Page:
1 June 2014
NOTE: This is a written version of the message I delivered to a group of residents at Kings Daughters Community Health & Rehabilitation Center on June 1, 2014.
Last month, my wife and I were going through boxes, cleaning out the house and getting ready for a yard sale. Part of this was going through a box of office supplies. In that box, I found pads of paper and Sticky Notes.
I mentioned to my wife how I could use these at the office. You see, at the office, I had been using paper scraps and old receipts to scribble notes on. That was my habit. I shared this with my wife and she said that we did not have to live
like paupers using scraps. Rather, we should use what we have. How often do we as Christians fail to realize what we have in Christ and instead choose to live like paupers? If any are in Christ, even if
they are poor in this world, they are not paupers. In Christ, we are not paupers and we should not live as such any longer!
Jon Bloom wrote in Ten Reasons to Memorize Big Chunks of the Bible that one reason to memorize is "[b]ecause the Bible is too accessible to you." He
adds, "It's strange how having an abundance of something can result in our neglecting it. If the Bible's always there on our tables, tablets, phones, computers, and on the web we can dip in, read sections, search for key words
when needed, but feel no urgency to really internalize it. Memorizing is one way to fight that delusion." Just having Bible is a blessing! We need to count our blessings. Ephesians 1:3 states, "Blessed be the God and Father of our Lord Jesus Christ, who has blessed us with every spiritual blessing in the heavenly places in Christ" (NASB).
Did you hear that? Every spiritual blessing! How often do we as Christians fail to realize the significance of what we have in Christ and neglect it? Sometimes we live as if we have no blessings at all when He has given us every spiritual blessing! Rather,
we live in the flesh as slaves to our sinful habits.
Matthew Westerholm wrote of his habits in Make the Switch in Life and Worship about a time where the electricity went out
in his home during a winter storm. He soon realized that the whole area had lost power. He called the power company, which told him it would be repaired in 6 hours. Next, he told his wife about it. He further shared the following:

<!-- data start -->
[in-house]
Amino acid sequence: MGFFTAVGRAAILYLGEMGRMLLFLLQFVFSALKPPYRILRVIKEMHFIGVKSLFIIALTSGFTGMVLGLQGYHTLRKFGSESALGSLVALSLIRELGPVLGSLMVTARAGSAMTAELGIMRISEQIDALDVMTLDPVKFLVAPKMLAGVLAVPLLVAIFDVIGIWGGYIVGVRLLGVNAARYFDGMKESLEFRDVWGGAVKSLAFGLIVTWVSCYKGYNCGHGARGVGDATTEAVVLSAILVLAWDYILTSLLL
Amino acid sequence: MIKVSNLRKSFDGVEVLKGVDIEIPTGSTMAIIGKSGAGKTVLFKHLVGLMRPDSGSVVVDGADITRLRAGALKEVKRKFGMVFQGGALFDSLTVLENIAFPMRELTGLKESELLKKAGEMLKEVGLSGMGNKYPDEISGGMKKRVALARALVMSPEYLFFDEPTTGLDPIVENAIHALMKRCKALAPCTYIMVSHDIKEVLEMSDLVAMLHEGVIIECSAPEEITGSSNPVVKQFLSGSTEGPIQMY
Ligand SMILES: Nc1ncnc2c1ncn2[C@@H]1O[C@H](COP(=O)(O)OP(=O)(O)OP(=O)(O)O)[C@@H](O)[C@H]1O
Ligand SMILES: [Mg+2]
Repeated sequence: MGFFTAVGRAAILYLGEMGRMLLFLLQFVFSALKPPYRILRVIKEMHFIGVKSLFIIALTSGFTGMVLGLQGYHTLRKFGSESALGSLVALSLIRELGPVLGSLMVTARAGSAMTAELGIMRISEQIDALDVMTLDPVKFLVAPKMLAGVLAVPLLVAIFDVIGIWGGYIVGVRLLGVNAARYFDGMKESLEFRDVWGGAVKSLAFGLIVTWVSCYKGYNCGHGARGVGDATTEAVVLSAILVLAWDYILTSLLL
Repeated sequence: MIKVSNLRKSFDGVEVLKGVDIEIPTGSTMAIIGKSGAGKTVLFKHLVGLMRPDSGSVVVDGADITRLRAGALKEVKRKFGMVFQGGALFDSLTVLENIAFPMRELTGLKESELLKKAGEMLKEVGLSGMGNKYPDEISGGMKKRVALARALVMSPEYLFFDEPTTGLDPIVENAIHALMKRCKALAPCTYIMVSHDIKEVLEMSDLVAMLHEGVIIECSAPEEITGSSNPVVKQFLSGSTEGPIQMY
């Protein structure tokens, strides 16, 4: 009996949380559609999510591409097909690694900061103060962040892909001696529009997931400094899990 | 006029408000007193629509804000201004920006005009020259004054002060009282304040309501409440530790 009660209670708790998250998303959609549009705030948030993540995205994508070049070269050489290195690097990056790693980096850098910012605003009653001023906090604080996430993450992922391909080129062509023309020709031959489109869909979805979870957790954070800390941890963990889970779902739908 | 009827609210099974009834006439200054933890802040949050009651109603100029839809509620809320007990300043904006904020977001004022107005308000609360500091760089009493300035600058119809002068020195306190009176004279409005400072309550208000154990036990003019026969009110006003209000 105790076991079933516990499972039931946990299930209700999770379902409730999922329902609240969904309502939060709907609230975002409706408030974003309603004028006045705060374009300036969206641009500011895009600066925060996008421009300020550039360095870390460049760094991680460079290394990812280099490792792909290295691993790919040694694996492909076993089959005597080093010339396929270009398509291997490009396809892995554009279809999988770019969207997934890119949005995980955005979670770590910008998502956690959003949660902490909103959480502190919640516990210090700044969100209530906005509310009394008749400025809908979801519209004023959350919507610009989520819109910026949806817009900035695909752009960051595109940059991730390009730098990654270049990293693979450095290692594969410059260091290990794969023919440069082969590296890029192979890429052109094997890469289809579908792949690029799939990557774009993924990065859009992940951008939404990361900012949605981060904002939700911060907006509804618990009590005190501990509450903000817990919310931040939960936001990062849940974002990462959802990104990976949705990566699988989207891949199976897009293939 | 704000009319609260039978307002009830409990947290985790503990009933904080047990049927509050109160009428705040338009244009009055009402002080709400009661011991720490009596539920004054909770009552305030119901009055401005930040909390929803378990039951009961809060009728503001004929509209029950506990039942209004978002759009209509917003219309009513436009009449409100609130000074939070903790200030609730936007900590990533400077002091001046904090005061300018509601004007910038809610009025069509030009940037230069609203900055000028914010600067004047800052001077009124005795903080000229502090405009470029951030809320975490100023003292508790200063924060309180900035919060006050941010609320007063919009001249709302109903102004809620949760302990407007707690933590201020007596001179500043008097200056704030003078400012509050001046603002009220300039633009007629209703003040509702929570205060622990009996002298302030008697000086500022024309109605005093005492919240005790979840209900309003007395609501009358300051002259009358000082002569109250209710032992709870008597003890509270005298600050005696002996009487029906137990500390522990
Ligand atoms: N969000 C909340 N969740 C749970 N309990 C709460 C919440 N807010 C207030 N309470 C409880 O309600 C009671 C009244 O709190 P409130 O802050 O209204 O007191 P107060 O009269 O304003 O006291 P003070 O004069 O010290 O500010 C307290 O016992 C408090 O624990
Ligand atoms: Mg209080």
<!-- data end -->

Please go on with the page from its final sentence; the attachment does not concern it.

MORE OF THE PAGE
I got out of bed, walked to the bathroom, and closed the door. Then, I did something which I've thought about a hundred times.
I flipped the light switch.
Now, why did I do that? I had observed darkness on my entire block, and I was told by experts (the power company) that the power would be off for another six hours. I had even told my wife that the
power was off. But now, by my sleepy self, I was acting like my house still had electricity. Why did I do that?
We know God loves us. We have seen his love demonstrated for us. We've been told by experts (like the apostle Paul), and we've even told others of God's love for us and for them. But in our day-to-day walk,
we still flip the switch. We live with a social paranoia, desperate for the approval of others. And when we don't get that approval, we feel powerless.
We know that God will take care of us. We have seen countless instances of his goodness. We've memorized the verses and counseled people walking through difficult times. But in our day-to-day walk, we still flip the
switch. When trying situations arrive, we default back to worry and fear because we feel powerless.
Perhaps the analogy might be clearer told another way. Imagine that you've lived your entire life in a log cabin and always needed to light candles to navigate your dark home. One day, the phone rings with the power
company on the line. "Congratulations," they say, "we have added your house to the electrical grid. You now have power in your log cabin."
Imagine turning to your spouse and sharing the good news. Your whole family plugs a computer into the wall and together explores the web for an hour.
But then, they put the computer back into its box and get out the candles for dinner. They have electricity, but they act as if power-less.